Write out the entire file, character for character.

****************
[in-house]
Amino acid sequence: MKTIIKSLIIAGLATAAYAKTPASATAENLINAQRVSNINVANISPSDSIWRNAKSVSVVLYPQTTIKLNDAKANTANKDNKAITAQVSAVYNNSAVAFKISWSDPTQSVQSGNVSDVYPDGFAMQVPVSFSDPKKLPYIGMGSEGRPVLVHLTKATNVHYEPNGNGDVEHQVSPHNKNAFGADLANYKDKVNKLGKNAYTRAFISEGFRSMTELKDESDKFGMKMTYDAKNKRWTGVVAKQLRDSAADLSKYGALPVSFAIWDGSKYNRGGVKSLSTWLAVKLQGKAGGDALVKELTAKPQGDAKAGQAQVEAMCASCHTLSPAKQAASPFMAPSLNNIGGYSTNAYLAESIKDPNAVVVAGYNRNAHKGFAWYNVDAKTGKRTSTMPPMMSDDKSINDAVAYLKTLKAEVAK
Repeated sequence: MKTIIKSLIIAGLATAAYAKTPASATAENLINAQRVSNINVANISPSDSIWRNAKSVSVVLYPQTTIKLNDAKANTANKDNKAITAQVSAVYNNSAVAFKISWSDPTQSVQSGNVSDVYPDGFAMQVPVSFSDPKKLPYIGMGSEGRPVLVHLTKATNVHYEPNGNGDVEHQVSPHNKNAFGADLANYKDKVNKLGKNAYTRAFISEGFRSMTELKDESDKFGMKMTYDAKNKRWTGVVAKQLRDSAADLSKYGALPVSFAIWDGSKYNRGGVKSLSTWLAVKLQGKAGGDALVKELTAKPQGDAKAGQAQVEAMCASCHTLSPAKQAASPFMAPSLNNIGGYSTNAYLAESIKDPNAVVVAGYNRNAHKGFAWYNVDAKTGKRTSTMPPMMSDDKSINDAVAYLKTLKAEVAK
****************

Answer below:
[in-house]
Amino acid sequence: MKTIIKSLIIAGLATAAYAKTPASATAENLINAQRVSNINVANISPSDSIWRNAKSVSVVLYPQTTIKLNDAKANTANKDNKAITAQVSAVYNNSAVAFKISWSDPTQSVQSGNVSDVYPDGFAMQVPVSFSDPKKLPYIGMGSEGRPVLVHLTKATNVHYEPNGNGDVEHQVSPHNKNAFGADLANYKDKVNKLGKNAYTRAFISEGFRSMTELKDESDKFGMKMTYDAKNKRWTGVVAKQLRDSAADLSKYGALPVSFAIWDGSKYNRGGVKSLSTWLAVKLQGKAGGDALVKELTAKPQGDAKAGQAQVEAMCASCHTLSPAKQAASPFMAPSLNNIGGYSTNAYLAESIKDPNAVVVAGYNRNAHKGFAWYNVDAKTGKRTSTMPPMMSDDKSINDAVAYLKTLKAEVAK
Repeated sequence: MKTIIKSLIIAGLATAAYAKTPASATAENLINAQRVSNINVANISPSDSIWRNAKSVSVVLYPQTTIKLNDAKANTANKDNKAITAQVSAVYNNSAVAFKISWSDPTQSVQSGNVSDVYPDGFAMQVPVSFSDPKKLPYIGMGSEGRPVLVHLTKATNVHYEPNGNGDVEHQVSPHNKNAFGADLANYKDKVNKLGKNAYTRAFISEGFRSMTELKDESDKFGMKMTYDAKNKRWTGVVAKQLRDSAADLSKYGALPVSFAIWDGSKYNRGGVKSLSTWLAVKLQGKAGGDALVKELTAKPQGDAKAGQAQVEAMCASCHTLSPAKQAASPFMAPSLNNIGGYSTNAYLAESIKDPNAVVVAGYNRNAHKGFAWYNVDAKTGKRTSTMPPMMSDDKSINDAVAYLKTLKAEVAK